View Stevinmarin's profile

Stevinmarin

838 posts in 1799 days


#2 posted 07-29-2010 11:42 PM

Oh yeah! I remember your entertainment center. Now THAT’s woodworking! It’s kind of funny how one thing leads to another. When my 20-year-old TV finally died, I had to get a new TV. That led me to my new one…it’s small, 37”, but so much lighter than the old one. But with a bigger screen size. Sticking that into my equally aged entertainment center looked ridiculous. So that led me think I needed to make a new EC. And I wanted one that is very minimal, to reflect the lightness of the TV itself. That led me to get rid of my no-longer relevant components: CD player, phonograph, and VHS player. Yea! I only need space for a receiver, DVD and DVR. THAT led me to the understanding that I was totally unable to visulize what I wanted with my limited pencil and paper skills.

So because my old TV went kaput, I am learning Sketchup. Life is a river.

I think your idea of some sort of metal brace is a good one. I’ll take a trip over to the hardware store and see what inspires me!

-- Entertainment for mere mortal woodworkers. http://www.WoodworkingForMereMortals.com

View Tomw's profile

Tomw

99 posts in 1951 days


#3 posted 07-29-2010 11:43 PM

I’m with Will: steel is the answer. Maybe you could use 1/2” steel rod, and bore horizontal holes into the supports and the back edge of the shelf sufficient to support the weight. Shelf and support would need to be at least 1 1/2” thick, I imagine.

-- Tom

View Stevinmarin's profile

Stevinmarin

838 posts in 1799 days


#4 posted 07-30-2010 12:36 AM

Now I’m thinking about just extending the back and mounting the TV directly to it:

And this has me wondering if the entire unit will be stable, given that there are only 3 legs. And I’m in earthquake country. Thoughts?

-- Entertainment for mere mortal woodworkers. http://www.WoodworkingForMereMortals.com

View Tomw's profile

Tomw

99 posts in 1951 days


#5 posted 07-30-2010 01:01 AM

I think 3 legs is an advantage for stability, but you probably need to stiffen the 2 shelves; maybe a back piece just along the aft edges, securely fastened to the rear leg. & you’ll probably wanna tether the top of the leg to the wall, like they do with tall bookcases.

-- Tom

View Cozmo35's profile

Cozmo35

2199 posts in 1759 days


#6 posted 07-30-2010 01:34 AM

“Life is a river”,....Don’t drown!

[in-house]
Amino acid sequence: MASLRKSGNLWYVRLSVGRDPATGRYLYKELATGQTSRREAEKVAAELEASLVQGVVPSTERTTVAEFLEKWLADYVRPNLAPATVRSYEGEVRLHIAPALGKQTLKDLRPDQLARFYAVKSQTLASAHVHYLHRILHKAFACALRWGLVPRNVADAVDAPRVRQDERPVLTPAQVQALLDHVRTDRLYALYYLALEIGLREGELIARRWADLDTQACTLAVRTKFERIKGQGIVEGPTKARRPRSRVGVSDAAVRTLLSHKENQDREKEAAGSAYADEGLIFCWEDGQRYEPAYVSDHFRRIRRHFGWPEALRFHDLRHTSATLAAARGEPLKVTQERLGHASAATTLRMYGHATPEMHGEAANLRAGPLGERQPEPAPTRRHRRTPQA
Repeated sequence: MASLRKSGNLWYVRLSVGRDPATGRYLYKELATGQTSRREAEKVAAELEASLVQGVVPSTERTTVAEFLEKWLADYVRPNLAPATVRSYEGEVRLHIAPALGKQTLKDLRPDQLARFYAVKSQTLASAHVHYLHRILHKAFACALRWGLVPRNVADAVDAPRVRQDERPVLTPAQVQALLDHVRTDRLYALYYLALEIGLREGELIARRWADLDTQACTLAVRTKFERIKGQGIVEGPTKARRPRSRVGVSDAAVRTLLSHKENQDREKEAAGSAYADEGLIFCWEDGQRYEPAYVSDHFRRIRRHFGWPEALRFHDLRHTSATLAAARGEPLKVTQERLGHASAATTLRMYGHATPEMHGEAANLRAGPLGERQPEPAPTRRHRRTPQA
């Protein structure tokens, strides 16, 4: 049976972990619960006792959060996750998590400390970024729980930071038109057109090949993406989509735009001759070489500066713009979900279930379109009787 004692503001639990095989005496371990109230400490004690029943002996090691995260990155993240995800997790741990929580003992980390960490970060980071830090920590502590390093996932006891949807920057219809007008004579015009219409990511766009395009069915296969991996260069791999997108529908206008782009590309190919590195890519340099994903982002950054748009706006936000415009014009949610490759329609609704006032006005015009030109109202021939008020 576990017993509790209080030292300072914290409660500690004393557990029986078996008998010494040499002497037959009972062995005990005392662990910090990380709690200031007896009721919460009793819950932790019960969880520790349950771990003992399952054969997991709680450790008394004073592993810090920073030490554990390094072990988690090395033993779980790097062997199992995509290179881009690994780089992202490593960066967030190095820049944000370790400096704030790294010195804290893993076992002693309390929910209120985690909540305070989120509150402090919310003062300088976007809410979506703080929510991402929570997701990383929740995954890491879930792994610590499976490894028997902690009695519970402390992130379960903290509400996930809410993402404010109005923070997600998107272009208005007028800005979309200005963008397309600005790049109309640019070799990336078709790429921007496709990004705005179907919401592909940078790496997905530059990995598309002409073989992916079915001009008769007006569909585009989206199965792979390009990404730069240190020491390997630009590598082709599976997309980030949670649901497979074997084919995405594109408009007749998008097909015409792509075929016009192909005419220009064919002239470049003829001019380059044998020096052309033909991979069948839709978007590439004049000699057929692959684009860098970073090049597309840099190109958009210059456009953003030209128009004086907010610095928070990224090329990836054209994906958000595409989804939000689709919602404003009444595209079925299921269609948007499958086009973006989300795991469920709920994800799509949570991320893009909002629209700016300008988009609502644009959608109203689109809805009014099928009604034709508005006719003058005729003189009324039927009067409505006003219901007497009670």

-- If you don't work, you don't eat!.....Garland, TX

View Will Stokes's profile

Will Stokes

264 posts in 2078 days


#7 posted 07-30-2010 03:51 AM

Steve, thanks for the compliment. I’m not in earthquake territory (just tornadoes) and yet I seem to strongly prefer big beefy mortise and tenon joints, but then again that’s just me. Since you have a light as a feather flat panel and you’re already going in that direction I think you should try to make the design appear to float on air. This desk comes to mind. Right now I’m not trilled of the juxtaposition of your big beefy wide rear leg with the two spindly front legs. Now tapered legs, like in that desk, might be just the trick. :-)

View a1Jim's profile

a1Jim

112538 posts in 2301 days


#8 posted 07-30-2010 04:27 AM

Hey Steve
I’m no help on sketchup but it your wanting wood instead of metel for a cleat you might consider Epi
it’s super strong. and can

-- http://artisticwoodstudio.com Custom furniture

#9 posted 07-30-2010 02:30 PM


How about this?

Don

-- Will trade wife's yarn for tools.

View bigfish_95008's profile

bigfish_95008

250 posts in 1827 days


#10 posted 07-30-2010 04:17 PM

Using a monitor mounting bracket without the shelf I find most appealing. Anchor the tower to the wall and you are all set. Don’s idea for shelf supports would work well with the lower shelves and you could get rid of the legs (not a fan of those at the moment).

-- bigfish "I am always doing what I cannot do yet, in order to learn how to do it." Vincent Van Gogh

View Stevinmarin's profile

Stevinmarin

838 posts in 1799 days


#11 posted 07-30-2010 06:20 PM

Now I think I have talked myself out of the top shelf, although I so like Don’s idea for the supports. And I am definitely revisiting the front legs. I think they need to be beefier. So many options.

-- Entertainment for mere mortal woodworkers. http://www.WoodworkingForMereMortals.com